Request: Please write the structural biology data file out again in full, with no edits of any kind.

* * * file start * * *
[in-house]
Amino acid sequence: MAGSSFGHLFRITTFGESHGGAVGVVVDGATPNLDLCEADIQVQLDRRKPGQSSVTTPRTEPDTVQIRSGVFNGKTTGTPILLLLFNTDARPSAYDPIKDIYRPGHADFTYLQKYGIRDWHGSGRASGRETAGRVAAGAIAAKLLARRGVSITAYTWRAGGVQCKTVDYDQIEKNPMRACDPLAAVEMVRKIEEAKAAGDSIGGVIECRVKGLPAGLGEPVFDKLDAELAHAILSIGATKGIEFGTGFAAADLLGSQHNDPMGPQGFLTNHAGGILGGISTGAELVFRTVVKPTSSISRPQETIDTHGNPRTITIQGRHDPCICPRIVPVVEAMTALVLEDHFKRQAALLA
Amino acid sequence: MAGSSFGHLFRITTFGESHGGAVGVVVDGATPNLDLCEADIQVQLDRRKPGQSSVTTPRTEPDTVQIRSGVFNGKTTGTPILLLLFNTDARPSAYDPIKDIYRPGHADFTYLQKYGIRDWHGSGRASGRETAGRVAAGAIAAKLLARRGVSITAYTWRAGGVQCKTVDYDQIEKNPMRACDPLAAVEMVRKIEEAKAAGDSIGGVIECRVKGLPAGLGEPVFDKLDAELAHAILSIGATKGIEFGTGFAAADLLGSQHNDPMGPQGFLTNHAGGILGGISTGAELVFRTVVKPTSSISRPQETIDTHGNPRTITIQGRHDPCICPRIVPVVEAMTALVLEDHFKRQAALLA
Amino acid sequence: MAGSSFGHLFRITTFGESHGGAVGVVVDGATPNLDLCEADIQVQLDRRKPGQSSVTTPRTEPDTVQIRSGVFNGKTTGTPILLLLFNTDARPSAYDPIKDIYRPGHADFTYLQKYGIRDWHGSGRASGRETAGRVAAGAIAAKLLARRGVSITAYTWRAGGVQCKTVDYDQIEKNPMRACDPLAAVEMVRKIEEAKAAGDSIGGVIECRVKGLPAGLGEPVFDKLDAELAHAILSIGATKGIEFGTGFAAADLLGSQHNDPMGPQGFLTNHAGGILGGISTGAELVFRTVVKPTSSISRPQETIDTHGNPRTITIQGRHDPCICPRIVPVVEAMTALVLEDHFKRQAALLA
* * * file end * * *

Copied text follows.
[in-house]
Amino acid sequence: MAGSSFGHLFRITTFGESHGGAVGVVVDGATPNLDLCEADIQVQLDRRKPGQSSVTTPRTEPDTVQIRSGVFNGKTTGTPILLLLFNTDARPSAYDPIKDIYRPGHADFTYLQKYGIRDWHGSGRASGRETAGRVAAGAIAAKLLARRGVSITAYTWRAGGVQCKTVDYDQIEKNPMRACDPLAAVEMVRKIEEAKAAGDSIGGVIECRVKGLPAGLGEPVFDKLDAELAHAILSIGATKGIEFGTGFAAADLLGSQHNDPMGPQGFLTNHAGGILGGISTGAELVFRTVVKPTSSISRPQETIDTHGNPRTITIQGRHDPCICPRIVPVVEAMTALVLEDHFKRQAALLA
Amino acid sequence: MAGSSFGHLFRITTFGESHGGAVGVVVDGATPNLDLCEADIQVQLDRRKPGQSSVTTPRTEPDTVQIRSGVFNGKTTGTPILLLLFNTDARPSAYDPIKDIYRPGHADFTYLQKYGIRDWHGSGRASGRETAGRVAAGAIAAKLLARRGVSITAYTWRAGGVQCKTVDYDQIEKNPMRACDPLAAVEMVRKIEEAKAAGDSIGGVIECRVKGLPAGLGEPVFDKLDAELAHAILSIGATKGIEFGTGFAAADLLGSQHNDPMGPQGFLTNHAGGILGGISTGAELVFRTVVKPTSSISRPQETIDTHGNPRTITIQGRHDPCICPRIVPVVEAMTALVLEDHFKRQAALLA
Amino acid sequence: MAGSSFGHLFRITTFGESHGGAVGVVVDGATPNLDLCEADIQVQLDRRKPGQSSVTTPRTEPDTVQIRSGVFNGKTTGTPILLLLFNTDARPSAYDPIKDIYRPGHADFTYLQKYGIRDWHGSGRASGRETAGRVAAGAIAAKLLARRGVSITAYTWRAGGVQCKTVDYDQIEKNPMRACDPLAAVEMVRKIEEAKAAGDSIGGVIECRVKGLPAGLGEPVFDKLDAELAHAILSIGATKGIEFGTGFAAADLLGSQHNDPMGPQGFLTNHAGGILGGISTGAELVFRTVVKPTSSISRPQETIDTHGNPRTITIQGRHDPCICPRIVPVVEAMTALVLEDHFKRQAALLA